A VPN Kill Switch is a security feature that automatically disconnects your device from the Internet if you lose your VPN connection, and reconnects when your VPN connection is restored. This prevents your public IP address from being accidentally discovered and browsing data being sent over an unsecured Internet connection.
If your VPN connection drops unexpectedly, your VPN Kill Switch should activate and prevent your device from connecting to the Internet . This prevents data from traveling outside the encrypted VPN tunnel. For this reason, VPN Kill Switch systems are an essential security element in any quality VPN service.
Unfortunately, not all services are equipped with a VPN Kill Switch. It’s also a feature that varies greatly depending on the device, VPN protocol, and VPN service you use.
Some VPN Kill Switches are more reliable than others, and others only activate on certain occasions or with certain devices.
You can use our Kill Switch tool to scan your VPN Kill Switch. It is the only tool available capable of analyzing, dating and logging VPN Kill Switch failures.
In this guide, you’ll learn how a VPN Kill Switch works and why it’s vitally important for your VPN to have one . We’ll also look at how to scan your Kill Switch if you suspect it’s not working as it should, as well as which VPNs have the best Kill Switch .
PRO TIP: Private Internet Access achieved the best results in our comprehensive review of VPN Kill Switches. It’s easy to set up, compatible with many devices, and works with all types of VPN disconnections.
Table of Contents
What is a VPN Kill Switch and why do you need it?
VPN Kill Switches vary by VPN service and device. However, its main function is always the same: block your Internet access if your VPN connection fails.
Without this element of protection, you run the risk of your personal data being exposed on the Internet if your connection fails unexpectedly.
To understand why Kill Switches are so important, you need to know how a VPN works to protect your traffic.
This is what happens when you connect to a VPN server:
- When you connect to your chosen VPN server, you can access a website with your browser.
- The VPN client on your device encrypts the information you send and hides it from your Internet Service Provider (ISP).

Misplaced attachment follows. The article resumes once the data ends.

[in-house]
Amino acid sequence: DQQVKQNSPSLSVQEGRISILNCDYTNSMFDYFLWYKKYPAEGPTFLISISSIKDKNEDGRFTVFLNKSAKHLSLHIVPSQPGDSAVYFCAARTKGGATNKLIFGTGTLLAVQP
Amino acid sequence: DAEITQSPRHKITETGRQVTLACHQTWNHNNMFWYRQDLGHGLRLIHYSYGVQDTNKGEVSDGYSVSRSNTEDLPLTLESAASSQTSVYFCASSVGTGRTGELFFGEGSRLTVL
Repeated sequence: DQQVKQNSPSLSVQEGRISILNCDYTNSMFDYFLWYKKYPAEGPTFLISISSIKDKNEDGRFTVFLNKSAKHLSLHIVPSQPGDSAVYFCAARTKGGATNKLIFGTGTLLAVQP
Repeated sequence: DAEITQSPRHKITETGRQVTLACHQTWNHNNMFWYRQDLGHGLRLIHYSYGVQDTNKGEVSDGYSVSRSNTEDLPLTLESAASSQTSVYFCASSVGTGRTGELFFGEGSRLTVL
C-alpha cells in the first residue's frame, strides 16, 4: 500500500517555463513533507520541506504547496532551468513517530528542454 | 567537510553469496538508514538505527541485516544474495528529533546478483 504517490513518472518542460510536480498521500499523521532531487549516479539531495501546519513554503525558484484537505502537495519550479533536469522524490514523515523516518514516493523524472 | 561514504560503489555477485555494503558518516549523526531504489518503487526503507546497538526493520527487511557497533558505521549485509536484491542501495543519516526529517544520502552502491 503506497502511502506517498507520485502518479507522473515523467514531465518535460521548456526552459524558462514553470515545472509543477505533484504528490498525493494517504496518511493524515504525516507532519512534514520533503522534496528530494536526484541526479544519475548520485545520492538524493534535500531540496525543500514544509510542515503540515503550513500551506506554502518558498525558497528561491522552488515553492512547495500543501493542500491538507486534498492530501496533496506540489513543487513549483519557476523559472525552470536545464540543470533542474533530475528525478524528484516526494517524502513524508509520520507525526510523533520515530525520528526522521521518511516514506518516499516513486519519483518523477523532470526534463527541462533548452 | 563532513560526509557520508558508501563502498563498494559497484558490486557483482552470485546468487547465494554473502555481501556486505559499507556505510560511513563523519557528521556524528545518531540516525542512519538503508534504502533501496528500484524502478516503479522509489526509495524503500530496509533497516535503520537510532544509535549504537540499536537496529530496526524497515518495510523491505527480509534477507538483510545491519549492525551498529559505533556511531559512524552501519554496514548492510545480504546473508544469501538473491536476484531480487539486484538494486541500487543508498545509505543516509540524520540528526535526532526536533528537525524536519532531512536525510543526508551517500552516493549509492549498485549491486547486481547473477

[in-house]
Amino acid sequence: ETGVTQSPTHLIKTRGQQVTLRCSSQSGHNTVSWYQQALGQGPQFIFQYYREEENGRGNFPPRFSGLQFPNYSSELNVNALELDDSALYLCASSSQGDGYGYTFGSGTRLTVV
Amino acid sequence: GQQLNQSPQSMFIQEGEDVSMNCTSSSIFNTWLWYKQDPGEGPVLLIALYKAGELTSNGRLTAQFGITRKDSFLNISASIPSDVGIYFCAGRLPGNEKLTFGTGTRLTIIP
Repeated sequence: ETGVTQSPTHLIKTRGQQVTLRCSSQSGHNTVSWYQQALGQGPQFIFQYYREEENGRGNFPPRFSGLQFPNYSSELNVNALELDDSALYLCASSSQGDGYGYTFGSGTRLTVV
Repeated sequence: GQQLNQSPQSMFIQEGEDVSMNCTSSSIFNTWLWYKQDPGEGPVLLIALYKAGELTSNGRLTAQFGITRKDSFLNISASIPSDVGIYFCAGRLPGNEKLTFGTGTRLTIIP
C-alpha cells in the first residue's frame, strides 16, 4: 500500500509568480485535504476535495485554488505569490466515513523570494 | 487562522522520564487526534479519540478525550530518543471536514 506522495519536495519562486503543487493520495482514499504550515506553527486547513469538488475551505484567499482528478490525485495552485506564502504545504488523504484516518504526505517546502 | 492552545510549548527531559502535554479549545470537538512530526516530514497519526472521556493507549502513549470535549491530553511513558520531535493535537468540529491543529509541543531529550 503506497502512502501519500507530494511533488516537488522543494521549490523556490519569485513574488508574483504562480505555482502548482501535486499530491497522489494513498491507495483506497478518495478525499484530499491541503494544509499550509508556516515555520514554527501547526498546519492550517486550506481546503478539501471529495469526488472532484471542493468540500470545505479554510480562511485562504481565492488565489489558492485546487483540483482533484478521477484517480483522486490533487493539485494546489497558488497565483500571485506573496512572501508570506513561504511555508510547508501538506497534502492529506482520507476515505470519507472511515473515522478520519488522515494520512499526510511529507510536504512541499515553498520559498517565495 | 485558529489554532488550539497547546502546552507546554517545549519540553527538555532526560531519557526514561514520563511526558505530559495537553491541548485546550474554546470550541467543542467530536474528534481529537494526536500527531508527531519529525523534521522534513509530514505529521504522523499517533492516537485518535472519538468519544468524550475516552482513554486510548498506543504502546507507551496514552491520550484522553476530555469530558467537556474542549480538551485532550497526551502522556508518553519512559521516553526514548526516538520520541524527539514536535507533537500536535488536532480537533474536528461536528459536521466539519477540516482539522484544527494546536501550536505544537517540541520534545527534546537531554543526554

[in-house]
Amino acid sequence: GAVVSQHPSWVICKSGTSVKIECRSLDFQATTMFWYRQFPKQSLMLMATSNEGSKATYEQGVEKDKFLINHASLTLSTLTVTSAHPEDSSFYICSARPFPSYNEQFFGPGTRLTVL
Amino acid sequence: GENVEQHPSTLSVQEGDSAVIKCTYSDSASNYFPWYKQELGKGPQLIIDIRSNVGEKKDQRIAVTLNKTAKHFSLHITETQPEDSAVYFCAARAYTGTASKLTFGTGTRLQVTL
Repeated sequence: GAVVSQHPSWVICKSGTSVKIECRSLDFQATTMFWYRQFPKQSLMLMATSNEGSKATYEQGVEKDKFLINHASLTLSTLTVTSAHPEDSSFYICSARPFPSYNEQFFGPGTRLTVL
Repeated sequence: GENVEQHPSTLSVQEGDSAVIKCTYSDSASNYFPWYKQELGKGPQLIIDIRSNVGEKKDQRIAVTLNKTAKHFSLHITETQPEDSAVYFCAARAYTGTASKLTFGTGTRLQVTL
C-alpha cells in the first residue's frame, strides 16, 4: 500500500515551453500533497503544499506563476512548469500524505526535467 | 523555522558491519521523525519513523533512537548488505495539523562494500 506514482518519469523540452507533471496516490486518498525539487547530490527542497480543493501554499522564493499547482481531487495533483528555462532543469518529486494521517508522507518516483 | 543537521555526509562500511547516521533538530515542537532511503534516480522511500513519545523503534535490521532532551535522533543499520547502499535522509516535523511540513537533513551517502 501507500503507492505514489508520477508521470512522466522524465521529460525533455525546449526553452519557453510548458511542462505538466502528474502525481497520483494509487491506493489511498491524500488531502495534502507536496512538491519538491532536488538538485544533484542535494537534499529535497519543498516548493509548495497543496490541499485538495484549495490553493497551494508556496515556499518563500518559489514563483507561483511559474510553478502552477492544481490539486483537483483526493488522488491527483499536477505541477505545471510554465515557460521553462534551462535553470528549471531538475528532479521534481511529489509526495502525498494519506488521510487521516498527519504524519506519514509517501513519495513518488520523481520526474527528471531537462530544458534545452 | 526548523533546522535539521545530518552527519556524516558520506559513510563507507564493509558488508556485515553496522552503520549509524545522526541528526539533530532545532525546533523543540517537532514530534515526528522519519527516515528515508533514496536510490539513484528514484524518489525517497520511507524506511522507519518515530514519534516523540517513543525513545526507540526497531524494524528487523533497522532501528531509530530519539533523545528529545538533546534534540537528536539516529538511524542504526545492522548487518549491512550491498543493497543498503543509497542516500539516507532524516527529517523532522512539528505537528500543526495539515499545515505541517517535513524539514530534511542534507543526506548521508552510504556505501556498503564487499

- The encrypted traffic is sent to the VPN server, where it is assigned a new IP address.
- The VPN decrypts your data and then communicates with the destination website on your behalf.
- The process then continues in reverse, ending with the website information appearing in your browser.
At any point during this process, the VPN connection can suddenly stop, removing encryption from your data and making your real IP address visible to websites you’re visiting.
If you have been connected to the same VPN server for a while, all the browsing information you have used on that server could be traced back to your public IP address. Likewise, from that moment on your web traffic will no longer be encrypted and will be associated with your real IP address .
These are some ways your IP address can be used
- To find your exact location: Your IP address reveals your country, city, your ISP and even your zip code.
- It makes you vulnerable to malicious attacks: Just with the IP address they can launch DDoS (distributed denial of service), “doxing” and “vishing” attacks.
- Cause you to be shown personalized ads: Third parties may send carefully selected advertising content to your specific IP.
A VPN Kill Switch ensures that your IP address and location remain private . We recommend installing a VPN with Kill Switch enabled if you’re concerned about ISP control or what someone might do with your IP address .
How does a VPN Kill Switch work?
This is what happens when your VPN connection fails and you don’t have a Kill Switch enabled:
This is what happens when your VPN connection fails and you have a Kill Switch activated:
The way the Kill Switch protects your data can be divided into four phases:
The VPN Kill Switch constantly monitors your VPN connection and checks for changes to the network status or your IP address.
The Kill Switch immediately detects any change or alteration in your VPN connection.
The Kill Switch will respond by blocking your device’s connection to the Internet or specific applications you choose. The answer will vary depending on the type of Kill Switch your VPN provider offers.
When the VPN connection is restored, the VPN Kill Switch is disabled and allows your Internet connection to be reestablished.
The different types of VPN Kill Switch